July 31 2014 Latest news:
By Rebecca Gough
Friday, November 9, 2012
A former Thetford Scout who was chosen to film alongside Dad’s Army star Clive Dunn has paid tribute to the “great entertainer”.
Tim Ball was just 14 when he played a Sea Scout in the episode Come In, Your Time is Up, in 1975 in which Walmington-On-Sea’s Home Guard attempted to bring ashore a German Luftwaffe aircraft crew who had bailed out into a nearby lake.
Mr Ball, now 52, spent a week on set at the Stanford Training Area and credits Mr Dunn, better known as Lance Corporal Jack Jones, with making him feel at home.
“I bagged a week off school because they needed someone to play the bugle, and that was me,” he said. “We used to have breakfast at the Bell Hotel and then went out on a bus to the set.
“There was me on my own, a 14-year-old boy, and everybody knew each other and he would make sure I wasn’t just left alone. He would say ‘come and have a cup of tea’ and when I did my filming, and I was extremely nervous, he said ‘you can do this’ and gave me a bit of encouragement and a bit of a jolt.”
Mr Ball, who works at Baxter Healthcare in Thetford, believes he was also on set when news of Mr Dunn’s OBE was announced in the paper.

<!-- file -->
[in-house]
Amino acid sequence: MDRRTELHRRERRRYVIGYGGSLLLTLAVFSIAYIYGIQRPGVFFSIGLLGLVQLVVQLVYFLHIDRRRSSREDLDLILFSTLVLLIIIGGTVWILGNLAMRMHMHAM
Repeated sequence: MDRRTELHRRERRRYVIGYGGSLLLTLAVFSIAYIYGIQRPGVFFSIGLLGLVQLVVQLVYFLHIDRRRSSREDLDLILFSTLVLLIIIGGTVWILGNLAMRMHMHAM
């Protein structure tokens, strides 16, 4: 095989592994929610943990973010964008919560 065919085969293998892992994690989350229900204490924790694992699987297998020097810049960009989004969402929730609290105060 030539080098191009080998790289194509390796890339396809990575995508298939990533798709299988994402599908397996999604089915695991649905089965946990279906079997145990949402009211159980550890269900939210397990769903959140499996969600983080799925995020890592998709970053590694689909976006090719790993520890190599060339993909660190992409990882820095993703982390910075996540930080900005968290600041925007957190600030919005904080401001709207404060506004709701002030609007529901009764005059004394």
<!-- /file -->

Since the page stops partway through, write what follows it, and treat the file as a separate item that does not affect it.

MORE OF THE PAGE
“There were lots of cheers,” he said. “I also had the honour of meeting him again on the 40th anniversary at the Bressingham Museum and he remembered the episode and we had a bit of a chat about it – he was the same jovial, approachable guy.
“It’s sad because he was such a great entertainer and Dad’s Army is timeless and people will watch it for evermore because it’s so wholesome.”
Mr Dunn started out with a number of small film roles in the 1930s before the war intervened. He served in Greece before being captured and spent four years as a prisoner of war.
After the war he resumed his career and in 1968 landed the role of Corporal Jones in the much-loved sitcom about life on the home front. He also had a number one hit in 1970 with Grandad and went on to play the title character in a children’s show of the same name.
Mr Dunn is believed to have been ill for several weeks and died in Portugal, where he lived, following complications from an operation earlier this week.
Chairman of the Dad’s Army Museum in Thetford, Stuart Wright, said he met Mr Dunn on a handful of occasions, the last of which was in March at a memorial service for Dad’s Army writer David Croft.
“Whenever I saw him around people they were always sharing a joke and from what people have said, when they were filming, it seemed to be that he was always ready to hold a joke,” he said.
The museum is now hoping to purchase the butcher’s van used by L/Cpl Jack Jones, which will be auctioned by Bonhams in December.
The 1935 Ford Box van is estimated to fetch between £20,000 and £30,000 and the museum is in talks with benefactors who may be able to lend the money, to be paid back through fundraising at a later date.